As reported on the Hunton Employment & Labor Perspectives blog, say an employee slips $20 from the register and even admits to it when you show the camera footage. Or, more innocently, say an employee is overpaid $20 entirely by accident. If the employee refuses to give it back, should you deduct the $20 from the employee’s paycheck? Continue Reading Employee Theft: Can Employers Deduct Suspected or Known Theft from an Employee’s Paycheck?
Recently, President-elect Donald Trump tapped Andrew Puzder as his pick for Secretary of Labor. Puzder—the CEO of Hardee’s and Carl’s Jr.—has been an outspoken critic of government regulations, including efforts to increase the minimum wage and recent changes to the white-collar overtime exemption. If the Senate confirms Puzder, he will oversee the agencies responsible for these policies and his confirmation could signal a slowdown of anti-business federal regulations from the Department of Labor under President Obama’s Secretary of Labor, Thomas Perez. Continue Reading Trump’s Pick for Labor Secretary Could Mean Good News for Retailers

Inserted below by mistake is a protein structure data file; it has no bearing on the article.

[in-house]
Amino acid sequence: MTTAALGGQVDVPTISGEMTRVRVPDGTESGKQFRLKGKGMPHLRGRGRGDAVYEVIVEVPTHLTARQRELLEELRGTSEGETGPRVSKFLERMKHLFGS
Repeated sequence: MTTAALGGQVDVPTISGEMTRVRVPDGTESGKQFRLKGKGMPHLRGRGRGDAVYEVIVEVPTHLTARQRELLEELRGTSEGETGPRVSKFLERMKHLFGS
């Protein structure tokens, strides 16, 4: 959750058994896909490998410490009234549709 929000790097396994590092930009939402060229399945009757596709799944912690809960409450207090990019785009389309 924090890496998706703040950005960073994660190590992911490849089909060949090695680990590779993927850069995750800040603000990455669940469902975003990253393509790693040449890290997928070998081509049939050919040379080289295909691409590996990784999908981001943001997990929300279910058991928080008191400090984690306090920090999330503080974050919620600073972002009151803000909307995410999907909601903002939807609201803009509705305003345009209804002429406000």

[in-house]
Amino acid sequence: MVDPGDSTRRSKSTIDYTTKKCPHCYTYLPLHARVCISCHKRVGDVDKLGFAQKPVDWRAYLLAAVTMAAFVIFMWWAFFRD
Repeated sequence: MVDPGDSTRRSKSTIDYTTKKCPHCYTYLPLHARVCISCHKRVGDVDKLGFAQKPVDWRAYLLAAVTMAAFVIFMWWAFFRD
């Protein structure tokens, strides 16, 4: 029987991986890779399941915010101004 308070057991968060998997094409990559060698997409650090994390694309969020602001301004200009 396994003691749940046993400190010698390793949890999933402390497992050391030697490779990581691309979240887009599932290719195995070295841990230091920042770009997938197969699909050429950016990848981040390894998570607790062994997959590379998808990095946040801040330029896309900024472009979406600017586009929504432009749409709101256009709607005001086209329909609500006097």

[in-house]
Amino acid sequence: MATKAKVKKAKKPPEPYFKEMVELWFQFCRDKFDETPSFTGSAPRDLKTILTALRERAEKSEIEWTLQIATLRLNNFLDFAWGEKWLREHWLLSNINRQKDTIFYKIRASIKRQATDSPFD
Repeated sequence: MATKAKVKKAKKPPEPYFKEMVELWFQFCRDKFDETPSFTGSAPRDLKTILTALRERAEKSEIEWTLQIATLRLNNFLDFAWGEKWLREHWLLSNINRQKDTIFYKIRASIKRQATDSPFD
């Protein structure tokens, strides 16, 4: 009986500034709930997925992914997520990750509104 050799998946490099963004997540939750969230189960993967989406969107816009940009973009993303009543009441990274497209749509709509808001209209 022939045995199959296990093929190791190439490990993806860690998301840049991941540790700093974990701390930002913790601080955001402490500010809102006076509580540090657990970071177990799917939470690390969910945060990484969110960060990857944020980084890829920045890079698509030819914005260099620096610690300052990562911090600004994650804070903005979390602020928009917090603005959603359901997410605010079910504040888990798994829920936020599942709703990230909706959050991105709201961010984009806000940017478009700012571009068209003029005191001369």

Recently, Washington D.C. councilmembers unanimously voted to increase the city’s minimum wage to $15.00 an hour by the year 2020 for non-tipped hourly workers, many of whom work in the retail industry. The news comes just before Washington D.C. is scheduled to increase its minimum wage rate from $10.50 an hour to $11.50 an hour on July 1, 2016. The move makes D.C. the third jurisdiction behind California and New York to increase minimum wages to $15.00 an hour. Continue Reading Washington, D.C. Increases Minimum Wage for Non-Tipped Workers